Highland cycling rates some of the highest in Scotland, says Cycling Scotland report
- Issued by Cycling Scotland
Cycling Scotland’s Annual Cycling Monitoring Report published today (16 February), has found that the Highlands has one of the highest cycling rates in Scotland, with the percentage of those choosing cycling as their main mode of transport reaching 3.1% in 2014The report, which examines a range of data and statistics from both a national and local point of view, found that all top three wards for cycling to work in the Highland area were in Inverness with Inverness Ness-side at 6.24%, Inverness Central at 5.93% and Inverness Millburn at 5.43%. The percentage of children stating that they cycle to school is an impressive 10.5%, against a national average of 5%.
Luke Phillips, Cycling Scotland monitoring and development officer said, “Cycling Scotland’s Annual Cycling Monitoring Report provides a robust set of data that allows us to create a picture of Scotland’s cycling habits over time.
“The Highland Council has made great strides in encouraging more people to cycle and has great potential to go further with sustained investment in infrastructure, cycle training and other initiatives to encourage and enable people of all ages and abilities to enjoy cycling.”
Leader of The Highland Council, Councillor Margaret Davidson said, “These statistics confirm the very successful outcome from ongoing investment, infrastructure and provision of equipment. The work of all those involved with School Travel Plans and Safer Routes to Schools has resulted in a fantastic payoff with 10.5% of children saying they cycle to school. The Cycling Scotland data has strengthened everyone’s resolve to work in partnership towards the vision of 10% of all journeys by bike by 2020. The Council is currently working on the final submission for the Community Links Plus programme and this data gives us a great boost for our aspirational project.”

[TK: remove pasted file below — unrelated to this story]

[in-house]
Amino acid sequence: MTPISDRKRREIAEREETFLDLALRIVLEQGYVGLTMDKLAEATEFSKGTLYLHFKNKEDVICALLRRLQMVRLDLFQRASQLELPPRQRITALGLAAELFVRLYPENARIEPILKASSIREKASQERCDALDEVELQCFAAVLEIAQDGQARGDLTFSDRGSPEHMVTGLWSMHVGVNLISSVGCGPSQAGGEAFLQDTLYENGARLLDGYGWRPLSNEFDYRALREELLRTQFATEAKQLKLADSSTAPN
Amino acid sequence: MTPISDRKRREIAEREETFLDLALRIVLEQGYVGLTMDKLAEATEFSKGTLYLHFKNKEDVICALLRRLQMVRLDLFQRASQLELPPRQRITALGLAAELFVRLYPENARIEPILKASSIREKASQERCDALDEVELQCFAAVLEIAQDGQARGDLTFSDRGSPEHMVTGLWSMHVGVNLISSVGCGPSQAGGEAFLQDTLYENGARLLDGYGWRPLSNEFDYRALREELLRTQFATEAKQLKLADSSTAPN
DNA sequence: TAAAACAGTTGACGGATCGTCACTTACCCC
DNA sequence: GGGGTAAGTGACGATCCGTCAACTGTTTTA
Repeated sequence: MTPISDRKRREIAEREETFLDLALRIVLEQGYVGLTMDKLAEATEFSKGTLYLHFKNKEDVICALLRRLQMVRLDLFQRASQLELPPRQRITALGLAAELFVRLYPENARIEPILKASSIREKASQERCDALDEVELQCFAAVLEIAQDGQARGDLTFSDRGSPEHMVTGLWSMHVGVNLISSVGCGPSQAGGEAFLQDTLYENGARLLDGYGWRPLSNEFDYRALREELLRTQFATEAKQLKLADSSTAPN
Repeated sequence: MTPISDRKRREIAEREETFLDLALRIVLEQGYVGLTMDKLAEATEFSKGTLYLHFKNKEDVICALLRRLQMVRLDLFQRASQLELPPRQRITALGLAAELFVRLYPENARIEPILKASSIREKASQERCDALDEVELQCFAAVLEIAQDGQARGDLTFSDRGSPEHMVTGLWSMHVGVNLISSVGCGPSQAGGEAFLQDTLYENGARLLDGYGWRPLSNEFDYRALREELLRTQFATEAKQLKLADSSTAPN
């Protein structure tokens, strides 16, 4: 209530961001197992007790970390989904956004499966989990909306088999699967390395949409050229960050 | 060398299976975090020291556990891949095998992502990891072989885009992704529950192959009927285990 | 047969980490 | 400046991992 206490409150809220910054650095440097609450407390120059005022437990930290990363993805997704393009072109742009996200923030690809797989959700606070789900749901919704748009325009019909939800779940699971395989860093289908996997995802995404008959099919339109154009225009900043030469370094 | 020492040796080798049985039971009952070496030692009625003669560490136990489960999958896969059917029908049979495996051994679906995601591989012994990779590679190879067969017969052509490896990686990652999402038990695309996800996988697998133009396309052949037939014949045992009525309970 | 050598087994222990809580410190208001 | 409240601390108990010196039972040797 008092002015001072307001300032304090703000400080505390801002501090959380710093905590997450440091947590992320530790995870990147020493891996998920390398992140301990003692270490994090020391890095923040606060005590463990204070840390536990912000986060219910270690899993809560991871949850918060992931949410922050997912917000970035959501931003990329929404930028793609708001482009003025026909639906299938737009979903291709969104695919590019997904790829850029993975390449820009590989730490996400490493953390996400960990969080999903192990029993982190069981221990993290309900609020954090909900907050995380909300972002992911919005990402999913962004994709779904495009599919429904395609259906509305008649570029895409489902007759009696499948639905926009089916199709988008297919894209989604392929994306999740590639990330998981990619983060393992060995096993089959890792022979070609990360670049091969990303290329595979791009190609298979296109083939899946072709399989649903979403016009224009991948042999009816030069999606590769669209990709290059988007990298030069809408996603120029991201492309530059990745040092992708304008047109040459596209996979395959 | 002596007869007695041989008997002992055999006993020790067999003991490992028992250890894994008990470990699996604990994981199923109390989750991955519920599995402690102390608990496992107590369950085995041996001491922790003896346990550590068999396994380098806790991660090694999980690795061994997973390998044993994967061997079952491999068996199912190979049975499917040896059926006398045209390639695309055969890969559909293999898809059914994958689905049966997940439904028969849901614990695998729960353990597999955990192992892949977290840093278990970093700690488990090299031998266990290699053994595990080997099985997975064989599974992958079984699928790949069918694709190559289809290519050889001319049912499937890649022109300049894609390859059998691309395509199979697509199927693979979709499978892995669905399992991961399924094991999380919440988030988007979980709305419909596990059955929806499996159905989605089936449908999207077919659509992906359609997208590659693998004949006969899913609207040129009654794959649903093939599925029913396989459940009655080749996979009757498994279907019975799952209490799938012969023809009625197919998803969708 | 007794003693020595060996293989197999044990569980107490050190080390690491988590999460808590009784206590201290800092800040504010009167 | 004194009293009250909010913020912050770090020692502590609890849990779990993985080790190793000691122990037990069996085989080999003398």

Other areas reporting high levels of cycling as a main mode of transport include Dundee City (4.2%) Edinburgh City (4.2%), Orkney Islands (3.4%) and South Ayrshire (2.2%).
Nationally, cycling as a main mode of travel in Scotland was estimated at 1.4% in 2014 while the volume of traffic was 339 million vehicle kilometres travelled, a 46% increase since 2004. In addition, 11% of adults participated in cycling in the previous month.
Produced by Cycling Scotland, the Annual Cycling Monitoring Report provides insight into national and local cycling trends and statistics across Scotland. The report presents a national picture covering topics including levels of cycling - particularly cycling to work or study - cycle training, perceptions of cycling, road safety and delivery of cycling projects related to the Scottish Government’s Cycling Action Plan for Scotland 2013. Download the Annual Cycling Monitoring Report at www.cyclingscotland.org/policy/monitoring.